I was just walking through the streets of Singapore, trying to get a feel for the city. There were tall skyscrapers and colorful buildings, a river and restaurants. Then I suddenly see these chairs standing in a row. Upon closing inspection they are chained to the fence. The ordinary became extraordinary. How can a random selection of old chairs be so important?
Subway stations are often pretty dull places where people come to get from A to B. Sometimes you have to walk through long, dark tunnels to get from one train to the next. Luckily a lot of cities are changing this by decorating the waiting areas and walkways. This is a shot of a cool tunnel that leads to the gardens by the bay, a pretty neat place itself. The tunnel has mirrors alternated with floral prints. Because of the mirrors it seems like there are many layers that go on to infinity. I think this is a pretty cool way to walk to a park. Sorry for the horrible lighting in the picture!
Ailsa’s weekly travel theme for this week is Blossom. At the moment I’m at the wrong side of the globe to find the blossoming flowers. Here, the air is getting chilly, the days are short, and the flowers have turned into dry, yellow and brown remnants of summer. So here’s a flower from my collection. This one I saw on a tree in Singapore. I love its color and the promise of more flowers to come.
Singapore is a crazy city, full of shopping malls and extraordinary places. A place I loved is gardens by the bay. This is not just any garden, but one full of artificial super trees. It is a bizarre sight, the manmade trees surrounded by fields of grass. The trees are about 25 tot 50 meters high and inside the structures grow actual plants. If you want you can take an elevator to the top of one of the trees and walk across the walkway to go back down on the next tree. This week Ailsa’s travel theme is gardens. Check out more entries to this challenge here on Where’s my Backpack?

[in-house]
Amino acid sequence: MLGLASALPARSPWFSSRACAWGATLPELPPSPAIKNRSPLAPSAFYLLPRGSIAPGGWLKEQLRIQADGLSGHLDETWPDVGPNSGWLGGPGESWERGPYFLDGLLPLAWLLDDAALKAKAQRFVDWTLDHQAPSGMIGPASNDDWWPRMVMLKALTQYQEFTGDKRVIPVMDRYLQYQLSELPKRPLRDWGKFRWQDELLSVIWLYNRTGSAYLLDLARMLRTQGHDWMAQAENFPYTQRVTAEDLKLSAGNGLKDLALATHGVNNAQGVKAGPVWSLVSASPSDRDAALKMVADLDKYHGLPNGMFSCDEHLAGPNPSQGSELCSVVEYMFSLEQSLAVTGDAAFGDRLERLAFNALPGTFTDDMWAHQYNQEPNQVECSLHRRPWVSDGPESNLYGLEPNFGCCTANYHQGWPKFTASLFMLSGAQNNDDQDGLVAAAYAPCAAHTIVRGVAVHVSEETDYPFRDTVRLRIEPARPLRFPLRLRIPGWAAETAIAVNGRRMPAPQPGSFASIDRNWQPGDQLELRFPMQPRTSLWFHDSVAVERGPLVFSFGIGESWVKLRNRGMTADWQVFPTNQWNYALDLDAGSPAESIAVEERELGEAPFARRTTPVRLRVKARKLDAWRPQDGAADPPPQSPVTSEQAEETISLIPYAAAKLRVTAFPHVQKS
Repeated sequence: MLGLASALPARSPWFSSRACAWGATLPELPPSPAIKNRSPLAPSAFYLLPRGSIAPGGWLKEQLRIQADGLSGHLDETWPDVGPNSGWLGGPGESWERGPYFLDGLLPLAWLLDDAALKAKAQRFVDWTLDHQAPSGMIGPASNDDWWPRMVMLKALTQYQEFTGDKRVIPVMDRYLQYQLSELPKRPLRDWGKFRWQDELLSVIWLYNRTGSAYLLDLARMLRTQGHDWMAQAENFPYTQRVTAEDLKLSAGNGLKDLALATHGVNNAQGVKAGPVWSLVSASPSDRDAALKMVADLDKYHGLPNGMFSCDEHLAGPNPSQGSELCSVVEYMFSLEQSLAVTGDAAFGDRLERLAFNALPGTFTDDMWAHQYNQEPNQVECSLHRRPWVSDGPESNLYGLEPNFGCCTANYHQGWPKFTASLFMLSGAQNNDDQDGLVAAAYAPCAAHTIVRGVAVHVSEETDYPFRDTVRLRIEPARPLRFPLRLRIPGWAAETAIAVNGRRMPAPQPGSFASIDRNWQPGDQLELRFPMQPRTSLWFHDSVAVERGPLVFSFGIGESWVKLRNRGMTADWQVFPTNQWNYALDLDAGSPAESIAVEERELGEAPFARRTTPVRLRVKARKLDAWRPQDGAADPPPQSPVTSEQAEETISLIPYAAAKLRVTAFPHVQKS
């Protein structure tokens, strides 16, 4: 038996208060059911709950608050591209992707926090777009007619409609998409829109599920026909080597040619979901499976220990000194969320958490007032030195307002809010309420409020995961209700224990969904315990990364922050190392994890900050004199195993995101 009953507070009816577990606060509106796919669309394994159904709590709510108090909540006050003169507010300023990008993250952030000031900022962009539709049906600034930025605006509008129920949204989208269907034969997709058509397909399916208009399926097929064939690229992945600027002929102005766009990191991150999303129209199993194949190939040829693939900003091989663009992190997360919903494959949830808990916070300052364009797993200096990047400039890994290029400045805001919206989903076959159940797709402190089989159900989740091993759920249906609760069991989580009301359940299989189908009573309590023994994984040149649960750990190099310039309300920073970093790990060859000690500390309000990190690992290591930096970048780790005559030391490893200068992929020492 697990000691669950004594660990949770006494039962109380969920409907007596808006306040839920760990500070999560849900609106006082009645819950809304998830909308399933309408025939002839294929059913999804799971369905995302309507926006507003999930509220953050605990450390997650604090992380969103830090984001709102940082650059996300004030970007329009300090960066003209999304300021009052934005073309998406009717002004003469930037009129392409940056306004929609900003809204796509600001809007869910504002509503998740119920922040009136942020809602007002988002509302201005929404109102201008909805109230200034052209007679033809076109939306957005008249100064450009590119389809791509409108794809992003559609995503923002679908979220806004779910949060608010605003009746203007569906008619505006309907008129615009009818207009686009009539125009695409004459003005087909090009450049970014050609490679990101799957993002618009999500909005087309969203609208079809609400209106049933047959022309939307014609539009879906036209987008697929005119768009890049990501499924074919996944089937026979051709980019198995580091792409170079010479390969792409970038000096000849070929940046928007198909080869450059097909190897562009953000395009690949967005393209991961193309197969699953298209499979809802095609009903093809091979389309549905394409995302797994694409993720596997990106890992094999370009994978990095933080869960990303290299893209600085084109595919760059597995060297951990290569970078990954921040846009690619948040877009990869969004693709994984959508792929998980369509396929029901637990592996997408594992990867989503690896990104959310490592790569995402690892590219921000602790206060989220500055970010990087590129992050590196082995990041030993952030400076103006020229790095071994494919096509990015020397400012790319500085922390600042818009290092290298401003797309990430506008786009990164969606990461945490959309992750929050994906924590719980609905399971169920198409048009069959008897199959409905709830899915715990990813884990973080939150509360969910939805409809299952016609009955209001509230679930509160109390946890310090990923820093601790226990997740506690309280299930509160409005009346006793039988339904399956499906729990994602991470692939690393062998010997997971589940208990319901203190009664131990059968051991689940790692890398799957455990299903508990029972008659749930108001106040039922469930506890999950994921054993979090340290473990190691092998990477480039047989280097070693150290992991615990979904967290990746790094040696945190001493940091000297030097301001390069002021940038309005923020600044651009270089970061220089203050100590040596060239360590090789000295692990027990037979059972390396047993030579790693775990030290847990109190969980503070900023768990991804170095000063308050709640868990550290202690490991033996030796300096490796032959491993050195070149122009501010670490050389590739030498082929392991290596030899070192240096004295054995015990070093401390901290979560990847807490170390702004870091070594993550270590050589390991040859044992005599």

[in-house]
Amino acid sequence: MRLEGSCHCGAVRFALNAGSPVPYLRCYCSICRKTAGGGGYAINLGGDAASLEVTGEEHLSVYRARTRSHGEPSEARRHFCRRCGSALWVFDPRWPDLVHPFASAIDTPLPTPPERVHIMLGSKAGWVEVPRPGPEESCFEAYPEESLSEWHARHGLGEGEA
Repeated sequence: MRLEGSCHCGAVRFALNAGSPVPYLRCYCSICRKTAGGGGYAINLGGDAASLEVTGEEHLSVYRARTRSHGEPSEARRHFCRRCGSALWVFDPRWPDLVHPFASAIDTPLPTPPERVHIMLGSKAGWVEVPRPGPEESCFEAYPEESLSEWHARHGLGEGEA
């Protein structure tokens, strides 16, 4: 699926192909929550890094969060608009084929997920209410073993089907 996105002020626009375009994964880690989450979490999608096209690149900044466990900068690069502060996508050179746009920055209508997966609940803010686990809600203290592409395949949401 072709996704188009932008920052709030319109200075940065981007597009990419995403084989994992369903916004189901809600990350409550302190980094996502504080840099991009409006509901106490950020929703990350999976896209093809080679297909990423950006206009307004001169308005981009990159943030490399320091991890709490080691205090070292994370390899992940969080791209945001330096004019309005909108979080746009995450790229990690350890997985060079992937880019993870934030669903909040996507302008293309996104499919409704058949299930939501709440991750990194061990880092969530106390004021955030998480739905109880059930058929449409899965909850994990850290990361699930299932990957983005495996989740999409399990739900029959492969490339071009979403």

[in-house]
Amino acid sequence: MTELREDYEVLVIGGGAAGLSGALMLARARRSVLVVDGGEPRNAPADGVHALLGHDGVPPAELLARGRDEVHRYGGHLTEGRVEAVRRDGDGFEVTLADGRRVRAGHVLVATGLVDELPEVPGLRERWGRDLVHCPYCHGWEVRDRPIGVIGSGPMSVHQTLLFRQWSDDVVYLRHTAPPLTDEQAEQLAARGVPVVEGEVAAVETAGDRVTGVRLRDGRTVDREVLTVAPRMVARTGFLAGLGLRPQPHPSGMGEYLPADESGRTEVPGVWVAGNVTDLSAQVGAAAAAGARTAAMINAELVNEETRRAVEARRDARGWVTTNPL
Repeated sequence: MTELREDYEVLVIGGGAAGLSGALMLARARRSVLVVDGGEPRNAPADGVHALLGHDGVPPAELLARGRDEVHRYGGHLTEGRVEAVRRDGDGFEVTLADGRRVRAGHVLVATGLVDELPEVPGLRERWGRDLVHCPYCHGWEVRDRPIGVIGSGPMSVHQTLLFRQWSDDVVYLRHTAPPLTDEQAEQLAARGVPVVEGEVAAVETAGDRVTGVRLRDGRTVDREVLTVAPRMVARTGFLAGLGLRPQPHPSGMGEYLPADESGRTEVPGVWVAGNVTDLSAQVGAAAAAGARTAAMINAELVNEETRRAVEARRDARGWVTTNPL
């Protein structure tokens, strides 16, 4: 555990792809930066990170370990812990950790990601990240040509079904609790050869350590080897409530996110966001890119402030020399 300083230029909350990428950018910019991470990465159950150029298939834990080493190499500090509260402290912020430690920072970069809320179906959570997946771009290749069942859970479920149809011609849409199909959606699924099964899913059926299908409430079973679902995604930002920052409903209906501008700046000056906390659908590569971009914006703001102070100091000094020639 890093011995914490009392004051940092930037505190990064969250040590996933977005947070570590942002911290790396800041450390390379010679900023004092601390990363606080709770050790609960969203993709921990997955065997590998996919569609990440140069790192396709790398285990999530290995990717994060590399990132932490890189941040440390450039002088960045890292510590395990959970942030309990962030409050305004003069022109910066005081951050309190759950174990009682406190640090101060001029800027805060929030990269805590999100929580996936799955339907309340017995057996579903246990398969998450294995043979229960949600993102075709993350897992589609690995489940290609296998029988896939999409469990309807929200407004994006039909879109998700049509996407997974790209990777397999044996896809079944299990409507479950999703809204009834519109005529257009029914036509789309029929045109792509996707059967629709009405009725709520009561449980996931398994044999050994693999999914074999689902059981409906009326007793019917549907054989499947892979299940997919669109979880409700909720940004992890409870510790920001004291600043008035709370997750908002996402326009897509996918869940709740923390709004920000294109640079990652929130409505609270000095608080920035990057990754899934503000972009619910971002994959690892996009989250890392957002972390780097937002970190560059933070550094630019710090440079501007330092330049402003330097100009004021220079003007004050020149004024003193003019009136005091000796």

Just under a year ago I visited the Art Science museum in Singapore for an exhibition consisting of Lego bricks. As a kid I loved Lego and I still can’t part with the bricks I collected back then. This exhibition took things to a whole new level though. All these bricks are glued together into the most spectacular statues. This is an example from the series of human emotions. This post was inspired by Ailsa’s travel theme; Yellow.
Fairytales teach us about the world. Every story tells about morals and teaches a lesson. We know Hansel and Gretel and Little red riding hood. In Singapore kids learn a very different lesson; don’t go to hell.
The Buddhist values are passed on to the younger generation via stories. To get an idea of these stories you can walk through Haw Par Villa, a park full of statues. Its design comes from the beginning of the 20th century and displays scenes of the Chinese mythology. It is very graphic and doesn’t leave much room for your own interpretation.
Flying with Airasia is cheap, but as a backpacker I wanted the very cheapest I could find. So I figured out that flying from the Johor Bahru airport in Malaysia is cheaper than flying from Singapore airport. Airasia even provided free bus travel from Singapore. Making my way to Johor Bahru from the center of Singapore proved a bit challenging and nerve-wracking. My journey started well on time at the Queen Street bus station in Singapore. I had noticed a huge line of people in the previous days, so knew to account for some extra time. The busses don’t have appointed seats, so it’s first come first serve. It wasn’t too busy this time. At home I’d already printed my ticket, so I stepped into the bus. I received some mumbling from the driver but I didn’t get it until he pointed to a small shack. I had to exchange…